May 11, 2015

Monday Musings: The ESL "Profession"?

I was familiar with the first line of this famous quotation but not the second; indeed, I had never read the poem from which these lines come until yesterday.  I had no idea, either, what a Pierian spring was until I looked it up.

It turns out that Pierian spring refers not to a season but to a source of water in Macedonia that was sacred to the Greek Muses.  The ancients believed that if you drank from the spring, you became full of knowledge and learning.  However, you had to take a deep drink to benefit from the properties of the water.  If you drank only a little, you’d acquire only a superficial amount of knowledge, yet think you had learned a lot.
Musings about the ESL profession
Greek muses; source: Pixabay
This idea connects to my earlier post about education reformers who think they know how to “fix” schools because they once were students themselves.  It also ties in to a common misunderstanding that many people have about teaching English to speakers of other languages: that if you know English, you can teach English.  This was a prevalent thought among a lot of foreigners I met when I was teaching overseas.  They were not professional teachers but rather people who wanted to visit foreign countries and thought that by teaching English, they could earn some money that would enable them to spend more time traveling. 

There were plenty of schools that were only too happy to hire these untrained “teachers” because they could pay them lower salaries.  That their students were not receiving quality lessons apparently was not a huge concern.  What made this practice all the more frustrating for professional teachers was that the lower standards meant that qualified teachers of English often had a harder time finding decent jobs and were not paid as well as they should have been due to the abundant supply of people willing to work for less.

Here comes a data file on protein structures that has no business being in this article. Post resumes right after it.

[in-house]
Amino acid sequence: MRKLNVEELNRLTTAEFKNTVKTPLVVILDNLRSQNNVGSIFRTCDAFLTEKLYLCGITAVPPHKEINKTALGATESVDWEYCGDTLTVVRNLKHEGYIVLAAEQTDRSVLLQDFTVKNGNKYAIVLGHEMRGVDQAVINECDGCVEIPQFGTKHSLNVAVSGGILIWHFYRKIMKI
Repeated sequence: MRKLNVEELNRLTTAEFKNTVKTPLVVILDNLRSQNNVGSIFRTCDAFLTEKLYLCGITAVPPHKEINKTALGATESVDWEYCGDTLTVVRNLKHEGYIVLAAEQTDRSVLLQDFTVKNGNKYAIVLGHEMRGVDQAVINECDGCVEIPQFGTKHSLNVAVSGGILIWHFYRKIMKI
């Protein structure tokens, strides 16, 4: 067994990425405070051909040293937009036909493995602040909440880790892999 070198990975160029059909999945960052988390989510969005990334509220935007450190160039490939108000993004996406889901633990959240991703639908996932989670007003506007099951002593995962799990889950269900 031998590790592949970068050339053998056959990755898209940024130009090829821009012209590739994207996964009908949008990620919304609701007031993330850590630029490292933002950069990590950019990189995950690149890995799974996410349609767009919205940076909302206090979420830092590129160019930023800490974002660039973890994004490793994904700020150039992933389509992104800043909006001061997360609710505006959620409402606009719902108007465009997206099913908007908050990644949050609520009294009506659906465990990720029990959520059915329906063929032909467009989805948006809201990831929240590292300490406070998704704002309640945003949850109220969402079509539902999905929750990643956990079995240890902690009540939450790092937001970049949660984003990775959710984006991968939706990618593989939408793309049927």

Over the years, there has been a lot of discussion among ESL teachers in professional organizations about whether teaching English to speakers of other languages is indeed a profession.  Obviously, I think it is.  Given the huge increases U.S. states have seen and are continuing to see in the numbers of ELLs enrolled in public schools, it is gratifying to see that the needs of these students have garnered more attention, especially since NCLB and its provision for accountability in the teaching of various sub-groups such as ELLs and special education students.  I took issue with many aspects of NCLB but that was not one of them.  Now that the law is being rewritten, I hope the same level of attention will be given to the needs of English Language Learners, who still lag academically behind other students.  It would be great if policymakers at state and national levels, and administrators at district levels, drank deep from the Pierian spring and then provided enough financial and other support to hire trained ESL teachers to implement them.  This hasn’t happened everywhere but ELLs deserve no less.